ALABAMA – AUBURN HILLS, Alabama – It’s a common refrain among high school students in Alabama: “If I had a bad night, I’d go to jail.”
And as part of an initiative to address the rising crime rates in the state, state officials are trying to address that problem with a series of high-profile events.
At Auburn Hills High School, there are two nights a week where students are required to wear ankle bracelets.
They’re called “Bud Light Nights” and they take place each Thursday during the school year.
And in the last three years, there have been at least 11 arrests at the school, including four felony charges and five misdemeanor charges.
It’s part of a plan to crack down on the violent and violent-style crimes plaguing the city of about 8,000 students.
“There’s a lot of people out there who think it’s cool to go out to a party and be violent and have a good time and then you get arrested,” said Auburn Hills senior Matt Tipton.
“We’ve had to make a decision to change how we go out and have fun at Auburn Hills.”
As part of the initiative, the state recently began requiring that all students have ankle braceles, with the goal of preventing them from being involved in violent crimes or being involved with any illegal activity.
The bracelets will also be worn during school assemblies and after-school activities, and can be removed if the student misses class.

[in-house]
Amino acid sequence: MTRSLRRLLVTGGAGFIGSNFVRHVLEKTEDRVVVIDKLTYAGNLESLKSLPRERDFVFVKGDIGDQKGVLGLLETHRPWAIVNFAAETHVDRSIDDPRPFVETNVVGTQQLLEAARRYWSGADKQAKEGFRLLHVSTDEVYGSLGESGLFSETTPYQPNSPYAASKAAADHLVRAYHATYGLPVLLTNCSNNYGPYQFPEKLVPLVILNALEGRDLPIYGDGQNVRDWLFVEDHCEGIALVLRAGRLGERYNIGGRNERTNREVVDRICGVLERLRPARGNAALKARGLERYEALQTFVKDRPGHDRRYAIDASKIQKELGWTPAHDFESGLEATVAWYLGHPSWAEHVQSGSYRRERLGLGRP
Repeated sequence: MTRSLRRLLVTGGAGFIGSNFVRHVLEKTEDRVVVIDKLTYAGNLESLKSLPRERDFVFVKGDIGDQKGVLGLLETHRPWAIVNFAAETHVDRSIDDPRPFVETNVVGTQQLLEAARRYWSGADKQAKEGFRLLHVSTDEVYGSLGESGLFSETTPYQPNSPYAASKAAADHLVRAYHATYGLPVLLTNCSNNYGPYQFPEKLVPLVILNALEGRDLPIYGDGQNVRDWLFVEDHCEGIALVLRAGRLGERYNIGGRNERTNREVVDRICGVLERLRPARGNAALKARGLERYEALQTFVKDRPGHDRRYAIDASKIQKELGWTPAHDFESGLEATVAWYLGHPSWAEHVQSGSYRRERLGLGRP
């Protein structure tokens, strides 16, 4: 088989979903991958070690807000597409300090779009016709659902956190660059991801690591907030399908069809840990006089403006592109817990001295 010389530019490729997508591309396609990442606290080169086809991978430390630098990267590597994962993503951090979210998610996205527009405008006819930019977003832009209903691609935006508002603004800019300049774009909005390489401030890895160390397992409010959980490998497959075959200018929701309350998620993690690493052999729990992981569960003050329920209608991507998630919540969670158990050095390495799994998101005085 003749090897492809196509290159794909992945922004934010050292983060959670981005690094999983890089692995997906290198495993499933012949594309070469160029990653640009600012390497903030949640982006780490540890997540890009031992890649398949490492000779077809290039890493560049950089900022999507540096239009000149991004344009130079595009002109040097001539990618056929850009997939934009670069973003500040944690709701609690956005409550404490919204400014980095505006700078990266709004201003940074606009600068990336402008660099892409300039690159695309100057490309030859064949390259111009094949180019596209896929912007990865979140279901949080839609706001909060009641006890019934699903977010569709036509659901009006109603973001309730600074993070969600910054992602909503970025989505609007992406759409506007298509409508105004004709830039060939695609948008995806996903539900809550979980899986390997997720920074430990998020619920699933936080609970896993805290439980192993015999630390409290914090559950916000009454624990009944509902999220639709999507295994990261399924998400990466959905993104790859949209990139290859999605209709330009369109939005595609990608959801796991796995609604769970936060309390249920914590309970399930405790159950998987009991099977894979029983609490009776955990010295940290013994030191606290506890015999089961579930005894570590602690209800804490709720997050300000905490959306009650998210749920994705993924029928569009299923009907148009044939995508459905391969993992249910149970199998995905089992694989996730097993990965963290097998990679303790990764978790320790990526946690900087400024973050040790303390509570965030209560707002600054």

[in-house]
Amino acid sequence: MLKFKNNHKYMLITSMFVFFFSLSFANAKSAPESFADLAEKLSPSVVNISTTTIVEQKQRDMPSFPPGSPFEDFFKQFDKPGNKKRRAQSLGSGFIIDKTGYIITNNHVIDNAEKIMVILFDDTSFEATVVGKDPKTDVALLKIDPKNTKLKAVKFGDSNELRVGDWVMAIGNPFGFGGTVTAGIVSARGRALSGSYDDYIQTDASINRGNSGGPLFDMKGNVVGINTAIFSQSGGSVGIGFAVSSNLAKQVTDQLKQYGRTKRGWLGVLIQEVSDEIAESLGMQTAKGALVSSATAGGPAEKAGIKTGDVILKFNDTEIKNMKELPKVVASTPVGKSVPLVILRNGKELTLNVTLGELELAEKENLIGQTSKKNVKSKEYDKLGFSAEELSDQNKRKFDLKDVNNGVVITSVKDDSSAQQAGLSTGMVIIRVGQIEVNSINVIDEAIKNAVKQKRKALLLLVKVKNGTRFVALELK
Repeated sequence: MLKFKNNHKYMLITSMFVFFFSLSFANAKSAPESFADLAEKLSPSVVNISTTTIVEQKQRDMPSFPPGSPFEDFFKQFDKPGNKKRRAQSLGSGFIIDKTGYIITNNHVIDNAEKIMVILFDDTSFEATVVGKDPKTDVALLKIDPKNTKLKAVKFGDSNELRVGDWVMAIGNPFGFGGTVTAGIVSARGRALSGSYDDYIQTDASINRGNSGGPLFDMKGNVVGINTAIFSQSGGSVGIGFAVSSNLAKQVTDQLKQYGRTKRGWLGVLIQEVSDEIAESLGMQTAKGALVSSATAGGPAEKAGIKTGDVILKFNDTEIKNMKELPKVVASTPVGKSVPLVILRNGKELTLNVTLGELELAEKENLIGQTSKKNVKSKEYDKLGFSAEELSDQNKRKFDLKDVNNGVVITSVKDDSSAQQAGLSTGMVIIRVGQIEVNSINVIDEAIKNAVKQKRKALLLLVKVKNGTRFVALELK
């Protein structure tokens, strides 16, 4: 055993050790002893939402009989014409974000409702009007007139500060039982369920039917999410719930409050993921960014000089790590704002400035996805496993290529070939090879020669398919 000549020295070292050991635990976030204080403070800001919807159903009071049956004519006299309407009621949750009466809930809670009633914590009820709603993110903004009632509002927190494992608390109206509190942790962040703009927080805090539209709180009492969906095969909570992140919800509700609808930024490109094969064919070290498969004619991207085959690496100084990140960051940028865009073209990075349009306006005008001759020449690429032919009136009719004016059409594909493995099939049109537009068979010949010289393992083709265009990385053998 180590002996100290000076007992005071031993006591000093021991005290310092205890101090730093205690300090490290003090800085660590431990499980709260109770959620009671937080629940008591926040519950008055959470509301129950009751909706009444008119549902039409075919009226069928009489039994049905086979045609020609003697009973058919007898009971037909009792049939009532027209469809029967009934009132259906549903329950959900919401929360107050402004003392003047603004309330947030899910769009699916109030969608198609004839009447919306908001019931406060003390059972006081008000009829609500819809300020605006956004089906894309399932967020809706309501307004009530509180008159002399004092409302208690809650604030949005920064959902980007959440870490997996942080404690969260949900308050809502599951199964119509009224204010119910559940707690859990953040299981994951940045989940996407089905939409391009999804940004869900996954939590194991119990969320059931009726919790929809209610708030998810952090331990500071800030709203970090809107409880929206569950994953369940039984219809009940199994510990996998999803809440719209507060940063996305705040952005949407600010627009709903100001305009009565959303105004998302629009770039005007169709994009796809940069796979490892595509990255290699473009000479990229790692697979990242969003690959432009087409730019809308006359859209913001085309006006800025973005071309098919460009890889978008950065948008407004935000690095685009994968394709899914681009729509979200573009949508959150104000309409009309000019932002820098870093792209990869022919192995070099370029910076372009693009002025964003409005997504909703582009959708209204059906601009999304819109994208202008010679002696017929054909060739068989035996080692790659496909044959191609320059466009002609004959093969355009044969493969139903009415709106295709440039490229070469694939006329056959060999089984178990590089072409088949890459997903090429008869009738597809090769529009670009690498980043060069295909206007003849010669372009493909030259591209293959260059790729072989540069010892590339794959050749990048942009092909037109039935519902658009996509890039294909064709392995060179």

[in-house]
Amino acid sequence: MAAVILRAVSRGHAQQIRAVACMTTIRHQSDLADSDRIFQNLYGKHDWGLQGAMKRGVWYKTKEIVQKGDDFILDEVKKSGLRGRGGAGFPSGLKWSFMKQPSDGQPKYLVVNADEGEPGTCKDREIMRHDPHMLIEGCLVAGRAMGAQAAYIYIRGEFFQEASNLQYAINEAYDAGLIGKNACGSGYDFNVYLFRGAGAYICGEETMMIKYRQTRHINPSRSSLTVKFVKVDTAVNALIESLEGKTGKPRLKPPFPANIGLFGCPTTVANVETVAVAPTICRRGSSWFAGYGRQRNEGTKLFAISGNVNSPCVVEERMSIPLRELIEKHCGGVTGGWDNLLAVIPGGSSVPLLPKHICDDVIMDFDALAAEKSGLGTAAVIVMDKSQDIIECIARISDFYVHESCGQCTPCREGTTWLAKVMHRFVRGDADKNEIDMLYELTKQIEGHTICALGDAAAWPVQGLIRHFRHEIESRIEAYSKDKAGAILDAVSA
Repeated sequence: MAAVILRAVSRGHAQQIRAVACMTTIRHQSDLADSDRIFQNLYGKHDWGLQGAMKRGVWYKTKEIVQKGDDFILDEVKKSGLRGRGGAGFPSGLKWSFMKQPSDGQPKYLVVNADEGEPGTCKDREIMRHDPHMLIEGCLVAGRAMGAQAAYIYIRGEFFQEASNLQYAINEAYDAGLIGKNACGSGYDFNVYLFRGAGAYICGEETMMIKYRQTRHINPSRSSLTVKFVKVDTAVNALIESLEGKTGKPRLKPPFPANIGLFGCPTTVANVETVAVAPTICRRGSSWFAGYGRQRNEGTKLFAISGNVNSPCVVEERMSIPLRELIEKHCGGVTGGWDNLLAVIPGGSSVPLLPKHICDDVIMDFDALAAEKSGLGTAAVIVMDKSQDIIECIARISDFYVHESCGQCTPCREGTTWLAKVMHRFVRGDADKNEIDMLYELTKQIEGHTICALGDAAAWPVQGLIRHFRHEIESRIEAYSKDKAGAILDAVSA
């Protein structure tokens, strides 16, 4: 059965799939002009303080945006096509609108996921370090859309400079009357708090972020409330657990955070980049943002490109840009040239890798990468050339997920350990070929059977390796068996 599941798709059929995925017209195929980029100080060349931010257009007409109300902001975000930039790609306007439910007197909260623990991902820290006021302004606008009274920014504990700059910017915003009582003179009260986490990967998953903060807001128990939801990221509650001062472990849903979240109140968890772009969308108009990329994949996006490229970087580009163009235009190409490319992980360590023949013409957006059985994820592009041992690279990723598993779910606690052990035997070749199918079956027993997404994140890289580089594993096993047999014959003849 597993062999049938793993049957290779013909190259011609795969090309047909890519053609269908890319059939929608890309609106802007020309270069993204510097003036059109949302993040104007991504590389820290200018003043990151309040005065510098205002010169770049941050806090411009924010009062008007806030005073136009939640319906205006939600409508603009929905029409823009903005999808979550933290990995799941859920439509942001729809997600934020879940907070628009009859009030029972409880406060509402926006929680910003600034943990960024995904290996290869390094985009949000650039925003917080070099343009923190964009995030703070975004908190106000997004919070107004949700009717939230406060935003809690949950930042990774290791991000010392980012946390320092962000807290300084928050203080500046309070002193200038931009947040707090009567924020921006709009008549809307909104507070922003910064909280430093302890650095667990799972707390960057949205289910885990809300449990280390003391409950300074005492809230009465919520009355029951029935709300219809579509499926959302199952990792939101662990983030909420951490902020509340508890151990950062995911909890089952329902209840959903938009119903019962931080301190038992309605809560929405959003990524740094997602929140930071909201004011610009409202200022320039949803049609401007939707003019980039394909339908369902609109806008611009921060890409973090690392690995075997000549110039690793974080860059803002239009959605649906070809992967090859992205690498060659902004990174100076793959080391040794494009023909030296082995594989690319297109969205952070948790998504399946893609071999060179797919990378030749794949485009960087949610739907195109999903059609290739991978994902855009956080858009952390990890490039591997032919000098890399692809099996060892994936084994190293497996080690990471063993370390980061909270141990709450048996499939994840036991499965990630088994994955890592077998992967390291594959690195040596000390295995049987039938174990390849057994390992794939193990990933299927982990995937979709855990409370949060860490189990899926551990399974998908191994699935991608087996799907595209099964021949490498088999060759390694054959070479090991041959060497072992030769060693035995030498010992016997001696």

The state also is asking schools to provide a designated driver at their home.
They are also asking schools and parents to report suspected violent offenders to the police.
Tipton said his group is trying to spread awareness about the bracelets, but he said he knows his parents are concerned about their son’s safety.
“I’m scared of what they think.
I don’t know what’s going on in his head,” Tiptson said.
“I want to protect my kid, but I want to be responsible for his safety.”
Auburn Hills Principal David Williams said the bracelet initiative is a response to a series and he hopes the initiative will become a model for other cities.
“Our hope is to start the trend, where we’re going to start getting a sense of what is acceptable and what is not acceptable,” Williams said.
Tippons mother, Jennifer Haskins, said the group is part of what she called a national movement that is trying, through a program that started in the U.S. cities of Baltimore and Ferguson, Missouri, to get people to wear bracelets at home.
“It’s a way to raise awareness and create a dialogue, and hopefully the conversation gets better, the braceles will wear off and hopefully people will start to realize bracelets are not just a fashion statement,” she said.